Key play: On Peyton Manning’s very first pass attempt, Chiefs cornerback Marcus Peters intercepted a floater over the middle. The play set up the Chiefs’ first touchdown and set the tone for the game.
Key stat: The Chiefs’ average drive started at their own 46-yard line.
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Key play: Take your pick of any of Cairo Santos’ three second quarter field goals, but his last one — which came right before the half — gave the Chiefs a 19-0 lead and some added breathing room.
Key stat: Manning, the Chiefs’ yearly tormentor, had a quarterback rating of 0.0 by halftime.
Key play: Ron Parker’s interception of Manning was the Chiefs’ fourth of the day. It essentially prompted the Broncos to waive the white flag and bring in Brock Osweiler.
Key stat: By the end of the third quarter, the Broncos were a miserable 0-for-9 on third downs.
Key play: Safety Eric Berry ended any hope of a Broncos comeback with his fourth-down interception of Osweiler in the end zone early in the fourth quarter.
Key stat: Here’s how convincing this win was: the Chiefs won despite doubling the Broncos in penalties (11 of 5) and nearly doubling them in penalty yardage (102 to 55).
The numbers aren’t otherworldly — 106 yards in 32 carries for a 3.3 average — but the Chiefs managed to run the football effectively enough to win. Charcandrick West had 69 yards and a touchdown in 24 carries, and has continued his recent trend of running hard and decisive.
Again, the Chiefs left some plays on the field here, as Alex Smith misfired on at least two throws that should have gone for touchdowns, and they settled for far too many field goals. But when the defense was dominating like it was, all Smith had to do was take care of the ball, and he did that. Zero fumbles or interceptions, and he also connected with Charcandrick West on an 80-yard catch-and-run that put the final nail in the Broncos’ coffin. Also, kudos to the Chiefs’ oft-criticized offensive line for surrendering only two sacks against a pass rush that is strong, even without DeMarcus Ware.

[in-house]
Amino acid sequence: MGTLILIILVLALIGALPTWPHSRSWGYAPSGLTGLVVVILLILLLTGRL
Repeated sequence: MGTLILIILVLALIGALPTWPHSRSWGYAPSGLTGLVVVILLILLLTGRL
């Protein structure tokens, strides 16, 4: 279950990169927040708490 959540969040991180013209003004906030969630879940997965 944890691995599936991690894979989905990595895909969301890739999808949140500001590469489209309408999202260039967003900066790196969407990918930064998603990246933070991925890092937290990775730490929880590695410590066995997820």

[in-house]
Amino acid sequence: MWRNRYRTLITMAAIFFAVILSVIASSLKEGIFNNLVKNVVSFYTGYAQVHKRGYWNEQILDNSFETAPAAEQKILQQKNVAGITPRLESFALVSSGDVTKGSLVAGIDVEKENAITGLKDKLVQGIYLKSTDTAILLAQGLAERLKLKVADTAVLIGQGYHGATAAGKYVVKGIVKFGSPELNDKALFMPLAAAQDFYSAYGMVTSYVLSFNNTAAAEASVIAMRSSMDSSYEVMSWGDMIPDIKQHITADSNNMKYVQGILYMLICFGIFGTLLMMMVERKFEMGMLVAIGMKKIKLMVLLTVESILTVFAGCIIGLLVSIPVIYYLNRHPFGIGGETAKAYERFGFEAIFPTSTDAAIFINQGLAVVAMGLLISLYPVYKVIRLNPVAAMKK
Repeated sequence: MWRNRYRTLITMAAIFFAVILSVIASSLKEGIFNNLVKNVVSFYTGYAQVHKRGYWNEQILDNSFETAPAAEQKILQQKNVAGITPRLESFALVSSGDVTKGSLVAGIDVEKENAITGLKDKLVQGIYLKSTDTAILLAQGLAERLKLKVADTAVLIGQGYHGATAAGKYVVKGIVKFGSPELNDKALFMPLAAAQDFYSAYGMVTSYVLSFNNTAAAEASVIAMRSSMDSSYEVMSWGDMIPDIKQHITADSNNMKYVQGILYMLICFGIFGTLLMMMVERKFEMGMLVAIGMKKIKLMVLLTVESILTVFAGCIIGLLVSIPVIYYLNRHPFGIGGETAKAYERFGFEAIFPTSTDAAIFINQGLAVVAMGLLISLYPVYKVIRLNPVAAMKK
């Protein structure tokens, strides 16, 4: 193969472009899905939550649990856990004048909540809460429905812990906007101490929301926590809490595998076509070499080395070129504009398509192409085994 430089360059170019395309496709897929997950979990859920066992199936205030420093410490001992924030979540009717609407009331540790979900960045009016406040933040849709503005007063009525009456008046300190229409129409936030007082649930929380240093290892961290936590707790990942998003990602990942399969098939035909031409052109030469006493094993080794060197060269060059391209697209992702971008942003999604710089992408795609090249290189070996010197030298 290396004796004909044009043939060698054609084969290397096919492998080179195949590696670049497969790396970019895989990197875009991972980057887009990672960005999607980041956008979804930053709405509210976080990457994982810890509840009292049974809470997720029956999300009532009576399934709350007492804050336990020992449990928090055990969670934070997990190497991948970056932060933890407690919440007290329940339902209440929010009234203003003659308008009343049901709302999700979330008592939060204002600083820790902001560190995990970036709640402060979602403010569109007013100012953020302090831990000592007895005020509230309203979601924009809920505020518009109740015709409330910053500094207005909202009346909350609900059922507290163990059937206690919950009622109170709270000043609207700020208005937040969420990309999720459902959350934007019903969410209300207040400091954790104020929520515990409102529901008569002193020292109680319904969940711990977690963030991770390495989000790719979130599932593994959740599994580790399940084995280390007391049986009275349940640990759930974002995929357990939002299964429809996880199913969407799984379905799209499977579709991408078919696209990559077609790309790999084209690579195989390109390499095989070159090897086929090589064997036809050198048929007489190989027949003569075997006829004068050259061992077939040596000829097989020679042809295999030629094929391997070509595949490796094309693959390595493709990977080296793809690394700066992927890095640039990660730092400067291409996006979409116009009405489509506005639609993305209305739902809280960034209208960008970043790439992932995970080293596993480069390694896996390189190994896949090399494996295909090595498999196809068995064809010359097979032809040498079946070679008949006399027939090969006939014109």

The Broncos rushed for 69 yards and a touchdown in 16 carries for a 4.3 average, but don’t be fooled by that. The touchdown came when the game was over and done with, and the Broncos only had 39 yards entering the fourth quarter. The Chiefs’ defensive front dominated the point of attack and took care of business, despite the absence of one of their best players in defensive end Allen Bailey.
Here is where the Chiefs really shined. After years of being tortured by Manning, the Chiefs’ secondary finally won a battle against him. Peters set the tone with his first-quarter interception, and the Chiefs tallied five picks on the day. Up front, the Chiefs harassed the Broncos’ quarterbacks all game long, sacking Manning and Osweiler five times and hitting them nine times.
Dustin Colquitt was his usual brilliant self, dropping four of his five punts inside the 20, while kicker Cairo Santos drillled five of his six field-goal attempts, including three from 48 yards or more. Santos also drilled all seven of his kickoffs for touchbacks. The Chiefs’ return units were a non-factor, but given the role Santos played in this win, they still get an A.
Andy Reid and defensive coordinator Bob Sutton have taken some flack for their play-calling, but give credit where it’s due. Linebacker Derrick Johnson noted how prepared the Chiefs were defensively, and Sutton and his staff deserve credit for that. And while Reid and the offense got a little too cute at times, the game plan was solid and allowed them to make enough plays to complement a dominant defense. The Chiefs played hard and with an edge, and some of that is coaching, as well, especially when you consider they were 1-5 just a month ago.
Player of the game: Outside linebacker Justin Houston recorded a team-high two sacks and had a team-high four quarterback hits. He was the best player on a defense that controlled the day.
Reason to hope: Since 1990, 16 teams have gone on to make the playoffs with a 4-5 record after nine games. The Chiefs’ final five opponents this year — two of whom they play twice — have a combined record of 15-31.
Reason to mope: The offense’s tendency to settle for field goals is a concern. That can’t continue if the Chiefs are going to accomplish all they hope to this season.
Looking ahead: The Chiefs face the Chargers, 2-7, who are coming off a bye week. Philip Rivers is as dangerous as ever, but the Chargers have big-time concerns on their offensive line. This is a game the Chiefs must win if they want to prove they’re for real.
Terez A. Paylor, email@example.com